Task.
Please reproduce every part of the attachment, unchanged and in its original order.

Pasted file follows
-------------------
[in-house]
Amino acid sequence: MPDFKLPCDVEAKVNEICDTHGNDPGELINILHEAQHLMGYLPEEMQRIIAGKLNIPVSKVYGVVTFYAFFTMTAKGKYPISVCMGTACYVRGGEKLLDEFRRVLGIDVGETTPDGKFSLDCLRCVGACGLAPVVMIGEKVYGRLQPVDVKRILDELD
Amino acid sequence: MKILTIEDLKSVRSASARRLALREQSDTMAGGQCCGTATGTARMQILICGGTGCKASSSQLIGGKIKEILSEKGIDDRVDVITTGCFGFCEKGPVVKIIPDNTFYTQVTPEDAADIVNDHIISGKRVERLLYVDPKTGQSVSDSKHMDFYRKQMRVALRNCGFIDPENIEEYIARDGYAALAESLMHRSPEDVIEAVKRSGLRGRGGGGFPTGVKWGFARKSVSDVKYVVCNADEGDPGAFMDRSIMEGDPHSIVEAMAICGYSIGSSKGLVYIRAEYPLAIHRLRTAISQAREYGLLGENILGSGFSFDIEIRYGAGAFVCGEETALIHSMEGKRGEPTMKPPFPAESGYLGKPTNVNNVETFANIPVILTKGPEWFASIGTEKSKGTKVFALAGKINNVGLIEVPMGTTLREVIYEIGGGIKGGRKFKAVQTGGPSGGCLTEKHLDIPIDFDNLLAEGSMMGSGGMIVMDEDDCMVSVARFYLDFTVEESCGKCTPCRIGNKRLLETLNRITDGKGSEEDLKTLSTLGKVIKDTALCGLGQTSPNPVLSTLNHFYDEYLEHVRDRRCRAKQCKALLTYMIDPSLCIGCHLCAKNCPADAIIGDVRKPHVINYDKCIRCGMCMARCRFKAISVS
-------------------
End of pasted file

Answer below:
[in-house]
Amino acid sequence: MPDFKLPCDVEAKVNEICDTHGNDPGELINILHEAQHLMGYLPEEMQRIIAGKLNIPVSKVYGVVTFYAFFTMTAKGKYPISVCMGTACYVRGGEKLLDEFRRVLGIDVGETTPDGKFSLDCLRCVGACGLAPVVMIGEKVYGRLQPVDVKRILDELD
Amino acid sequence: MKILTIEDLKSVRSASARRLALREQSDTMAGGQCCGTATGTARMQILICGGTGCKASSSQLIGGKIKEILSEKGIDDRVDVITTGCFGFCEKGPVVKIIPDNTFYTQVTPEDAADIVNDHIISGKRVERLLYVDPKTGQSVSDSKHMDFYRKQMRVALRNCGFIDPENIEEYIARDGYAALAESLMHRSPEDVIEAVKRSGLRGRGGGGFPTGVKWGFARKSVSDVKYVVCNADEGDPGAFMDRSIMEGDPHSIVEAMAICGYSIGSSKGLVYIRAEYPLAIHRLRTAISQAREYGLLGENILGSGFSFDIEIRYGAGAFVCGEETALIHSMEGKRGEPTMKPPFPAESGYLGKPTNVNNVETFANIPVILTKGPEWFASIGTEKSKGTKVFALAGKINNVGLIEVPMGTTLREVIYEIGGGIKGGRKFKAVQTGGPSGGCLTEKHLDIPIDFDNLLAEGSMMGSGGMIVMDEDDCMVSVARFYLDFTVEESCGKCTPCRIGNKRLLETLNRITDGKGSEEDLKTLSTLGKVIKDTALCGLGQTSPNPVLSTLNHFYDEYLEHVRDRRCRAKQCKALLTYMIDPSLCIGCHLCAKNCPADAIIGDVRKPHVINYDKCIRCGMCMARCRFKAISVS